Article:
In the book “Lead Wars,” David Rosner, a professor at Columbia University, and Gerard Markowitz, a professor at the City University of New York, cite internal documents from the lead industry and other sources to write a compelling history of industry manipulation of data to both lay the blame on parents and families for the crisis of lead poisoning, and to keep it in products through the 1970s. In reality, the authors argue, the federal government was aware of the many dangers posed by lead, and in bowing to pressure from industry, allowed millions of children to be poisoned.
Federal legislation finally banned the use of lead paint in 1978, but by then it was in homes all over the city, and Baltimore had begun what would be a steep economic decline, leaving an increasing number of children at risk for lead poisoning as the old housing stock deteriorated.
Though dramatic reductions in lead poisoning have been made over the last two decades, inner-city kids from low-income black families still bear the burden of this legacy.
A national survey conducted in 1998-1999 found that an equal percentage of black and white families lived in homes with federally recognized risk for lead exposure. A follow-up study in 2006, the most recent national survey on housing hazards, found that, while there had been a significant drop in the percentage of white families who lived in homes with a serious lead-based paint hazard, the percentage of black families had actually increased from the previous survey [page 36].
Ruth Ann Norton, the president and CEO of Green & Healthy Homes Initiative, a national organization based in Baltimore that works to eradicate childhood lead poisoning, said the city’s historic blind eye to enforcement of laws regulating dangerous homes, and lack of will for serious investment, has left people languishing in toxic housing. In some ways, she said, the recent successes in reduction are hurting the people still at risk.
“When we tell people we’ve had a 98 percent reduction, I sometimes get applause,” Norton said in phone interview. “But the rest of that sentence is that we still have 535,000 children a year being poisoned in the United States.”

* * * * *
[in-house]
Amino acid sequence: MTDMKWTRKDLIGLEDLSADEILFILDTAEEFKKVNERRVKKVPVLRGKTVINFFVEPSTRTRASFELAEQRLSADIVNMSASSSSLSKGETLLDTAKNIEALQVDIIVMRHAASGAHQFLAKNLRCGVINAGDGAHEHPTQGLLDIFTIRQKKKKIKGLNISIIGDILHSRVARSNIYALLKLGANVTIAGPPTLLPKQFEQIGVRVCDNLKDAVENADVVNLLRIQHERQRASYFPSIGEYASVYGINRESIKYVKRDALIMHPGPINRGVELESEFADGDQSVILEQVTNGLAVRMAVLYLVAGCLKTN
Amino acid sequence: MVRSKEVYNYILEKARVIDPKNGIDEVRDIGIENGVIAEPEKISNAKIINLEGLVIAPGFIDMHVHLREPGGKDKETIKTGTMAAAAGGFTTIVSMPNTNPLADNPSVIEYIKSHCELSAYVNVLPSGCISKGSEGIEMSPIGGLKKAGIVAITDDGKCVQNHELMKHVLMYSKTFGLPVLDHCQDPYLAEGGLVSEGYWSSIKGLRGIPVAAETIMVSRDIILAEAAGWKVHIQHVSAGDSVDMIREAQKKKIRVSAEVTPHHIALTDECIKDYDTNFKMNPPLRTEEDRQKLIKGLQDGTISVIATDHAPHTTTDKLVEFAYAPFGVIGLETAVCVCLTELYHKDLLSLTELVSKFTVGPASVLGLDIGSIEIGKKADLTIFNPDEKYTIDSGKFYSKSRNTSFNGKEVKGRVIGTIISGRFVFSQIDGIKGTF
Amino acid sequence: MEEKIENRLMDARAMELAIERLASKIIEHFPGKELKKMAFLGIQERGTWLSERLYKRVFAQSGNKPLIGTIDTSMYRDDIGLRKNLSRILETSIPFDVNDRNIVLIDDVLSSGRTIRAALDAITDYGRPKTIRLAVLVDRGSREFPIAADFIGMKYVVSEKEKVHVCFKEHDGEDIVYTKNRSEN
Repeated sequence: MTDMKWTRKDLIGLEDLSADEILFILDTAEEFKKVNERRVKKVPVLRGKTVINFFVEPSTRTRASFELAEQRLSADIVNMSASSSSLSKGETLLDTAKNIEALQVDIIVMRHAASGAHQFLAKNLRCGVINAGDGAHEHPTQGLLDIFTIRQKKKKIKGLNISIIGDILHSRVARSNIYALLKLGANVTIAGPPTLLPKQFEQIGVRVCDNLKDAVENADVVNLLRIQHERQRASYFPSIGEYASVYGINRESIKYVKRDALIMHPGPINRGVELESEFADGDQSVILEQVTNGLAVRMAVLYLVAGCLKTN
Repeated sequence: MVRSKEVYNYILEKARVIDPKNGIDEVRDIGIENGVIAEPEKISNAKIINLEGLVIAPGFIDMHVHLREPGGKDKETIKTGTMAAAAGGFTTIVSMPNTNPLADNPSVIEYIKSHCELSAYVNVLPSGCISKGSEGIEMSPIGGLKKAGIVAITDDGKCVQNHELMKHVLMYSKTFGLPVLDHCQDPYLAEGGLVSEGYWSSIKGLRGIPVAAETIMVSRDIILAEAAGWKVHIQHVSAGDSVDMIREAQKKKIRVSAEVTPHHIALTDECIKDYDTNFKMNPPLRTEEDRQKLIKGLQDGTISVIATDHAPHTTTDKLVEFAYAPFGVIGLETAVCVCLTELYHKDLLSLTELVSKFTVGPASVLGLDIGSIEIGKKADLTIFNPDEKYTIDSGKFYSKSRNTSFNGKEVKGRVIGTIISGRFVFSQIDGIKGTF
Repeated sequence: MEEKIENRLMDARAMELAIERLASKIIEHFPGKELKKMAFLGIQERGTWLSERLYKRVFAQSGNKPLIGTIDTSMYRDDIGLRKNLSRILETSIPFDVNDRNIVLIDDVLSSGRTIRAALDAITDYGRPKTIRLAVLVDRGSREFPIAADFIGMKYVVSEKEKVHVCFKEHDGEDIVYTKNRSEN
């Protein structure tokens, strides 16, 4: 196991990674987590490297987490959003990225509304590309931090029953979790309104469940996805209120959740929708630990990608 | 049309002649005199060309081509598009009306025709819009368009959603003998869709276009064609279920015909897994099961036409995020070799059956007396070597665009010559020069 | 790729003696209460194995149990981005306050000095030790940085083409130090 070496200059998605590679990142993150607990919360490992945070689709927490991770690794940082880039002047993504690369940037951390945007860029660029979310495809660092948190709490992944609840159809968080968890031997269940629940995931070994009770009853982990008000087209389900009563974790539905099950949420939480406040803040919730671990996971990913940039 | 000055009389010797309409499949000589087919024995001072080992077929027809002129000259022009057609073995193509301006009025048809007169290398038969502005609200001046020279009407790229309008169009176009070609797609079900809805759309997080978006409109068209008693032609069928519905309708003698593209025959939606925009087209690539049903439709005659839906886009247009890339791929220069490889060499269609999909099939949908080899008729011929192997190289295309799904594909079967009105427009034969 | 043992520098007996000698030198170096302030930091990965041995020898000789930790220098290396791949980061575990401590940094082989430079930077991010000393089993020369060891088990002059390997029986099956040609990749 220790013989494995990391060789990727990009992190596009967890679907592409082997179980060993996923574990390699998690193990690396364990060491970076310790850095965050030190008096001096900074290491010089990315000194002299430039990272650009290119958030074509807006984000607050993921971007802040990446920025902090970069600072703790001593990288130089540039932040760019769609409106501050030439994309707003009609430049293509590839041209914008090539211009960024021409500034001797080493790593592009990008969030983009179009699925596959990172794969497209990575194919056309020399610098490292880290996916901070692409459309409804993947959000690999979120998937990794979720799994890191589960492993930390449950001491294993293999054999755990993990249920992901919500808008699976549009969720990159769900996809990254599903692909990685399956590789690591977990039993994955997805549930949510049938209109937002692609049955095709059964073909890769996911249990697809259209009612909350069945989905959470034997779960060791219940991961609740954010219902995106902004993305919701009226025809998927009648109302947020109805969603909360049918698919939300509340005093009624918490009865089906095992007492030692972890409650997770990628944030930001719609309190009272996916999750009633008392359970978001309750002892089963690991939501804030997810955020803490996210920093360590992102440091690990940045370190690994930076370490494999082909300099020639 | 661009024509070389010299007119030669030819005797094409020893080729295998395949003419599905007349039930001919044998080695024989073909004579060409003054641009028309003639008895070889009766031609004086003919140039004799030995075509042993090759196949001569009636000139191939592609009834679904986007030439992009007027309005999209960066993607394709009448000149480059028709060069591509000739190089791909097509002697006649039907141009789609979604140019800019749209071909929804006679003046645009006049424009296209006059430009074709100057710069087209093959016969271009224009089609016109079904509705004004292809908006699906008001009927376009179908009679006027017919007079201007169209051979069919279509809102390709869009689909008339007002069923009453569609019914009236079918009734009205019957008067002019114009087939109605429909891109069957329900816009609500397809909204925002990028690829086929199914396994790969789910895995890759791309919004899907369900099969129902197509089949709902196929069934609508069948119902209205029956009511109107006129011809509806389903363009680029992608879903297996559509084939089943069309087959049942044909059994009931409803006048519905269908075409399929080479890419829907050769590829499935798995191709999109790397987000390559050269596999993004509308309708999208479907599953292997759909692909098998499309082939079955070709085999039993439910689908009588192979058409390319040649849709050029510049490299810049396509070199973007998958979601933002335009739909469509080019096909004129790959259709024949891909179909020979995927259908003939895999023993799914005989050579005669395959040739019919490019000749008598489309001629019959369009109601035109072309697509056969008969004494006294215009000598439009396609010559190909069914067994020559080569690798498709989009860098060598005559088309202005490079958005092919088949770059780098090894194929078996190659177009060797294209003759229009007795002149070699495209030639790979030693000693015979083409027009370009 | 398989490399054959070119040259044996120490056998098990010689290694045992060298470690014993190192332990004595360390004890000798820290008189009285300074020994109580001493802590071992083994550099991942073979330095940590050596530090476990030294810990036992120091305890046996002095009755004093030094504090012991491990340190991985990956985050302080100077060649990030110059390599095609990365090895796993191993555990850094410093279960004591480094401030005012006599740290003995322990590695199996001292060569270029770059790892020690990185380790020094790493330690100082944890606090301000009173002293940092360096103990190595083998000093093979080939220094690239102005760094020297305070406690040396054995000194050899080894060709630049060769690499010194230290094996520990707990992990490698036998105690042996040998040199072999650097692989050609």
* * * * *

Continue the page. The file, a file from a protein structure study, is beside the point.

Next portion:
Funding for lead abatement has been subject to the same political and economic push-and-pull as many social programs. Back in 1990, the Department of Health and Human Services planned to spend $33 billion to clean up homes around the country, but only a fraction of that has been spent. In 2013, amid cutbacks, Congress slashed funding for lead abatement from $23 million to $2 million before restoring it to $15 million in 2014. Just cleaning up Baltimore’s problem could easily cost that much.
Inez Robb bought her home in 1987, at a time when the city was planning to fix up Sandtown-Winchester. Her entire block was remodeled as part of a revitalization project, and the homes are safe from lead. Today, most of the units on the block are occupied, even as the number of vacancies in the neighborhood grows. She and her neighbors don’t like the way the community has been portrayed over the last couple of weeks (“If you didn’t know, you would think that everyone was impoverished and uneducated, and it was a neighborhood full of rentals,” she said), but she acknowledged that vacant lots, empty buildings and decaying structures are holding the neighborhood back. While some people question what good came of the revitalization money, Robb sees her block as proof that housing problems can be fixed. But there is much more to be done.
CLARIFICATION (May 7, 9:52 a.m.): This article has been updated to clarify remarks made by Ruth Ann Norton reflecting the fact that while enforcement of lead laws has historically been a problem in Baltimore, it has improved over the last 15 years.